Quartz daily brief—Europe edition—Bitcoin is property, e-book refunds, JP Morgan’s defector, Depardieu’s Russian pride

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What to watch for today

A new King of the stock exchange. King Entertainment, the maker of Candy Crush Saga, debuts on the New York Stock Exchange, having just priced its IPO at $22.50, in the middle of the expected range. That will raise the company around $500 million and values it at a bit more than $7 billion (paywall).

The world’s largest free-trade deal…US president Barack Obama and EU leaders are about to agree to remove all duties on bilateral trade. At a summit in Europe, the two will also discuss Ukraine, climate change and NSA spying.

… and a gas request. The EU will press US president Barack Obama to open up supplies of natural gas, as Europe looks to reduce the amount they import from Russia.

South Korea continues to grow. Last month’s reading of fourth-quarter GDP showed South Korea growing at 3.9% year-on-year, a three-year high. Hopes are high that growth will continue as demand from the West picks up, boosting Asian exports.

UK to toughen executive pay rules. Business secretary Vince Cable will announce new rules to better link top leaders’ pay to a company’s performance. Between 1998 and 2010 average CEO pay rose 13% per year—and the FTSE100 blue chip share index didn’t rise at all.

While you were sleeping

The US government defined bitcoin as property. For tax purposes, bitcoin is property rather than currency, according to a new decision from the Internal Revenue Service. Bitcoin investors will have to keep stringent records and pay tax on the value of bitcoins when they earned or mined them, which could make bitcoins useless.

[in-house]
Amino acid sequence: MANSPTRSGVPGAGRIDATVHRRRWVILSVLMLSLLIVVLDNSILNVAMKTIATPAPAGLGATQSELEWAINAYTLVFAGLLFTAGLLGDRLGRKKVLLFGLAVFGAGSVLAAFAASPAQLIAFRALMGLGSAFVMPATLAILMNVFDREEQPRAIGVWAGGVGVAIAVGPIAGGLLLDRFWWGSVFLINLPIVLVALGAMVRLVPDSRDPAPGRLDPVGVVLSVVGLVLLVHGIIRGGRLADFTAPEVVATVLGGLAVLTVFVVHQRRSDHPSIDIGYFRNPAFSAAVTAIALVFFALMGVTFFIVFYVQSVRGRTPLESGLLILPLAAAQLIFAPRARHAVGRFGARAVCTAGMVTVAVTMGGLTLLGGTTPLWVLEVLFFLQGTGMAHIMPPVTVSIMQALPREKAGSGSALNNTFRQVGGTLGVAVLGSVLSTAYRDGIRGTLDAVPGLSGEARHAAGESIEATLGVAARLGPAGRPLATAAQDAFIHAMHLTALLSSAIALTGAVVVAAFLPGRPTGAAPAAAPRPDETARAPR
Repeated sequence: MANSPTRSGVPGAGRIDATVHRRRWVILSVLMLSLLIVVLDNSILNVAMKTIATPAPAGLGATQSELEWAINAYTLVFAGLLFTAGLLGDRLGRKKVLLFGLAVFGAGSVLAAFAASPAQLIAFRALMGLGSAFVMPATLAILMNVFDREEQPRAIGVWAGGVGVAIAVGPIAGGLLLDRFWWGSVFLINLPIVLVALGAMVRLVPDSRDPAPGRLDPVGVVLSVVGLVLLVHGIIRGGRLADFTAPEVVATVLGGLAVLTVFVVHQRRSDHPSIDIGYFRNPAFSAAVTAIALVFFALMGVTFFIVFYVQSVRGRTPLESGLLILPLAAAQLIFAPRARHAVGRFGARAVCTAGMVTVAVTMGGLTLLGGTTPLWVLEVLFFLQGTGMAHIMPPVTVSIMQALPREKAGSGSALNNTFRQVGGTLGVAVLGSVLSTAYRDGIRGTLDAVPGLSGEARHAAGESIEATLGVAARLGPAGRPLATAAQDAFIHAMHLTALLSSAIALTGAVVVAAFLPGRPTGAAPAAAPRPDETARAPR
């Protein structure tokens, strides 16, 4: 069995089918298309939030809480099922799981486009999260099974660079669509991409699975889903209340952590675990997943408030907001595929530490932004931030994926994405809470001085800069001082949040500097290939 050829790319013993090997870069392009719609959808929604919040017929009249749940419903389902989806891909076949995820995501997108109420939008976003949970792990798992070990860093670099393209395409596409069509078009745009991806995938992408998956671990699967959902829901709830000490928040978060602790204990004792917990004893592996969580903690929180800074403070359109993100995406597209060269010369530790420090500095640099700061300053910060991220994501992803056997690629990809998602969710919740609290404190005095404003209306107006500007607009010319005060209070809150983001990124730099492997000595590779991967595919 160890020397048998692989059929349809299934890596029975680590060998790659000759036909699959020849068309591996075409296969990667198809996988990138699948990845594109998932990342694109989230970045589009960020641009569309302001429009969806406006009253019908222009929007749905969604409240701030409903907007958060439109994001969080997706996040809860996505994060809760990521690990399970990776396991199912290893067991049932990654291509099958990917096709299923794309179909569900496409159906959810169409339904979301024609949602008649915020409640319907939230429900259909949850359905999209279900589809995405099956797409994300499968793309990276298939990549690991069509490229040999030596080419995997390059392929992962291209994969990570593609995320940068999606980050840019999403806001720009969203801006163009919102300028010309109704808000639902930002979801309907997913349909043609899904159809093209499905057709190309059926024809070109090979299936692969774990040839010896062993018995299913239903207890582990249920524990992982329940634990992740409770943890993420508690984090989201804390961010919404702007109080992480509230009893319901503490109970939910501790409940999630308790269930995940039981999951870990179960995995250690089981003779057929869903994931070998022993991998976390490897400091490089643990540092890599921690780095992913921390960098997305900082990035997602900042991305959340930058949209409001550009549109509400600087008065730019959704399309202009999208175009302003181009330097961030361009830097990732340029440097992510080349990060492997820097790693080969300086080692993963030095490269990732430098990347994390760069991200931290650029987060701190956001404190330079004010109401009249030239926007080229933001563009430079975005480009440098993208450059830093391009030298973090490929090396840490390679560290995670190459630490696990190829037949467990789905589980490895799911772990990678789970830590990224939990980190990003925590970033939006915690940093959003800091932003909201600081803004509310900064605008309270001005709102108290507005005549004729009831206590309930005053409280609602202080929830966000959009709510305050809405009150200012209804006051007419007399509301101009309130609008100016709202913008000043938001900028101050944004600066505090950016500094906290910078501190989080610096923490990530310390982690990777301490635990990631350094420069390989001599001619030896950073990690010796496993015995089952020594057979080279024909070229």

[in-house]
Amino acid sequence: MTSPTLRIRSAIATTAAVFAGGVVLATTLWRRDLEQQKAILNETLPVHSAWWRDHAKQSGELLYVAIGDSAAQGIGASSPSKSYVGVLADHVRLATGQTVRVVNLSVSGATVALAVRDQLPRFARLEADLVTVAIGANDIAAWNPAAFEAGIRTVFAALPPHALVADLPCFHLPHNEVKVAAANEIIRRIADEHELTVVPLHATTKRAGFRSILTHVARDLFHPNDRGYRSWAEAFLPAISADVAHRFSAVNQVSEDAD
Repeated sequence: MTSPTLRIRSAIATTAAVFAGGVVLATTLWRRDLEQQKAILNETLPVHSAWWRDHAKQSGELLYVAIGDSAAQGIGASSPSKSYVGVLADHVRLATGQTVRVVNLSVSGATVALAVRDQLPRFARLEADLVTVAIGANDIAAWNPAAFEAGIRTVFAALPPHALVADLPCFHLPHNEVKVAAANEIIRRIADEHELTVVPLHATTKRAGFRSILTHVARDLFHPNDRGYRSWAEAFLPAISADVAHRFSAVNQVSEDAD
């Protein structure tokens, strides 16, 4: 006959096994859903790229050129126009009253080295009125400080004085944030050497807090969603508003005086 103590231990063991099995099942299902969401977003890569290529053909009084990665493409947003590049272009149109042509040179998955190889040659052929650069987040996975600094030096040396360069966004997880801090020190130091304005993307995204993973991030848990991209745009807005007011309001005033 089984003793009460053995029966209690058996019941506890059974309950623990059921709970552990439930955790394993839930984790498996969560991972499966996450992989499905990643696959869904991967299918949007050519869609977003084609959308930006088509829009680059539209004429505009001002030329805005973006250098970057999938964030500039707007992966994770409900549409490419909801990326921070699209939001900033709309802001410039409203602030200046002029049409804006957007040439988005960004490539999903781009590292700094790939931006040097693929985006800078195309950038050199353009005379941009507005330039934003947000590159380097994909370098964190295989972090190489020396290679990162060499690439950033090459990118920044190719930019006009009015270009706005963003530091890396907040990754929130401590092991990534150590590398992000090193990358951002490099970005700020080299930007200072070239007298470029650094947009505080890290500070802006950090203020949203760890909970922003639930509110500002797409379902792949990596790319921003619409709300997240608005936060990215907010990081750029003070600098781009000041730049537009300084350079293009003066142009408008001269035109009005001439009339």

China sent an envoy to Malaysia. A special group traveled to Kuala Lumpur on the orders of president Xi Jinping, to press for details of what happened to Malaysia Airlines flight MH370 in its final hours. Chinese leaders, citizens and passenger families are angry over the way the Malaysian government has treated the situation.

The heir to JP Morgan defected. Mike Cavanagh, the co-head of investment banking at JP Morgan, who was widely thought to be next in line for the top job, is moving to The Carlyle Group. Cavanagh will serve as co-president at the private equity firm.

North Korea fired missiles towards Japan, at the precise moment Japanese and South Korean leaders sat down with US president Obama at the Hague, suggesting it is trying to punish the two countries. North Korea yesterday denounced China—it’s last ally—by calling it a turncoat, as its president Xi Jinping met Obama in Europe.

Morgan Stanley said Chinese stocks are still a buy. China’s consumption and services are bigger than official figures state, the bank said, and risks of “significant market disruption” are overstated.

Facebook bought into virtual reality. It is buying Oculus, which makes virtual-reality headsets, for about $2 billion in cash and shares. Facebook CEO Mark Zuckerberg believes VR is not just a gaming gadget, it is the next big platform after mobile and the communication tool of the future.